Food suf­fi­ciency

Bhutan Times - - Editorial -

Food suf­fi­ciency has been a mat­ter of many con­cerns for the Bhutan. With about 38,394 square km of land in Bhutan only about seven per­cent of the land is arable of which only three per­cent is cul­ti­vated.

Ac­cord­ing to the food and nu­tri­tion se­cu­rity doc­u­ment, Bhutan is to­day 69 per­cent self suf­fi­cient in rice and other ce­re­als, and 89 per­cent in veg­eta­bles. Bhutan is nei­ther self-suf­fi­cient nor vul­ner­a­ble, but not starv­ing and Bhutanese fam­ily are able to eat at least two meals a day.

And while Bhutan has halved poverty from 23.4 per cent in 2007 to 12.04 per cent in 2012, the day brings with it a re­minder of the way for­ward. As a UN mem­ber state, Bhutan has agreed upon the Sus­tain­able De­vel­op­ment Goals (SDGs) of which Goal 2 looks to, “End hunger, achieve food se­cu­rity and im­proved nu­tri­tion and pro­mote sus­tain­able agri­cul­ture.”

As high­lighted by the UN Sec­re­tary Gen­eral Ban Ki-moon in his mes­sage for the day, “De­liv­er­ing on the prom­ise of the 2030 Agenda will not be pos­si­ble with­out rapid progress to­wards end­ing hunger and un­der nu­tri­tion.” Nonethe­less, the UN in Bhutan, through the World Food Pro­gramme (WFP) and the Food and Agri­cul­ture Or­ga­ni­za­tion (FAO) have al­ready, em­barked to as­sist the coun­try to achieve zero hunger.

An­other very im­por­tant con­cern is the mal­nu­tri­tion sit­u­a­tion in the coun­try. Ac­cord­ing to the Na­tional Nu­tri­tion and In­fant and Young Child Feed­ing study (2009) it was found that the level of na­tional preva­lence was 37 per­cent for stunt­ing, 11.1 per­cent for un­der­weight and 4.6 per­cent for wast­ing.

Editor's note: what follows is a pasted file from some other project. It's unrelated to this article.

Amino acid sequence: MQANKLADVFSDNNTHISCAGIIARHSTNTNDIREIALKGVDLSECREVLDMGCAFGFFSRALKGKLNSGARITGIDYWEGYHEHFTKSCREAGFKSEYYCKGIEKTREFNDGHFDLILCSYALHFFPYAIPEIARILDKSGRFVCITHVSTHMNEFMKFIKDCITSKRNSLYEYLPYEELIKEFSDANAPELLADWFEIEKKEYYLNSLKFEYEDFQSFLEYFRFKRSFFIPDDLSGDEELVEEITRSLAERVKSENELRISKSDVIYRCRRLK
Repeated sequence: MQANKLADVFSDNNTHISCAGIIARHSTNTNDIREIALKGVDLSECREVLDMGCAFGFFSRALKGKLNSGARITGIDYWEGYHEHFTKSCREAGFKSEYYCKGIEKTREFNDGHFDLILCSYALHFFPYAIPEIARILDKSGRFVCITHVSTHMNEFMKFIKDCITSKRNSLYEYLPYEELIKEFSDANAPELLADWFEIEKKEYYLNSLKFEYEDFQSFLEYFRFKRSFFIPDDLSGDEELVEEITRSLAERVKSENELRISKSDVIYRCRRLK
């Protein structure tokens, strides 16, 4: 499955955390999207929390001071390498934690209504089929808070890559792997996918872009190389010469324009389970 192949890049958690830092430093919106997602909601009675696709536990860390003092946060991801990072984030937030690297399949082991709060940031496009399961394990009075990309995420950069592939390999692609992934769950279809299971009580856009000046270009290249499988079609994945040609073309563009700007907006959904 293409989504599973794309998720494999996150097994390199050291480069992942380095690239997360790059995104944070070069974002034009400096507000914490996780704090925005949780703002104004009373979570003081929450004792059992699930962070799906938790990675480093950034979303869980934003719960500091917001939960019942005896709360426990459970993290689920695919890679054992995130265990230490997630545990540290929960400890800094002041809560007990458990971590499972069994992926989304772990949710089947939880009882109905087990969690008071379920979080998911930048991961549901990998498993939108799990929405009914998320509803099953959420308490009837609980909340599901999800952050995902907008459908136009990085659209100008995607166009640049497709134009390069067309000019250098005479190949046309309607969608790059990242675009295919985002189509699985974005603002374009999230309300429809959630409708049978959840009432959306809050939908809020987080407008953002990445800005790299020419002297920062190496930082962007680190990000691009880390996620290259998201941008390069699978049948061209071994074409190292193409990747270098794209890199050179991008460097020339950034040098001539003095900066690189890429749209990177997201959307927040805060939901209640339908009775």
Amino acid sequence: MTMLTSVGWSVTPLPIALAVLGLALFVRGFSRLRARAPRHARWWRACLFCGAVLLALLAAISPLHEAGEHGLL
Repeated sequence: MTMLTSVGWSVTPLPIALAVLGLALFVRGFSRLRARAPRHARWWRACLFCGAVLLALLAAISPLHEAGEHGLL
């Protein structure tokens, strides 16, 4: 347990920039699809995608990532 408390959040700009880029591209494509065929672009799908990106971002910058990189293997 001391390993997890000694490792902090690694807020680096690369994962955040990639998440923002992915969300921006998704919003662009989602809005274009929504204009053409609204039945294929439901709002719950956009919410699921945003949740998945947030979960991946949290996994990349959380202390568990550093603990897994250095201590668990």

As per the re­search done on rice which is the main sta­ple crop in Bhutan, it was found that higher of rice would re­duce the pur­chas­ing power. An al­ter­na­tive ap­proach to achiev­ing self-suf­fi­ciency would be to in­crease rice yields through in­vest­ments in agri­cul­tural re­search and ir­ri­ga­tion. The model was used to sim­u­late the im­pact of dif­fer­ent in­creases in rice yields on mar­kets. The re­sults in­di­cate that a 110% in­crease in rice yields would help Bhutan reach rice self-suf­fi­ciency.

Con­sumers would nei­ther lose nor ben­e­fit, be­cause the rice price would con­tinue to be set by in­ter­na­tional prices. Farm­ers would gain and their costs of pro­duc­tion would de­cline, yet the pro­ducer price would re­main the same, be­ing de­ter­mined by the world price.

The ini­tia­tive of the gov­ern­ment to mech­a­nize the farm by us­ing power tillers pro­vided to each geog will have a far reach­ing ef­fect on the food suf­fi­ciency in Bhutan , The chan­nel­iz­ing of the lo­cal rice through the FCB out­lets will ben­e­fit the farm­ers on the long run and make a head way in food suf­fi­ciency. It is time for us to sup­port our own farm­ers as they are where we be­long.

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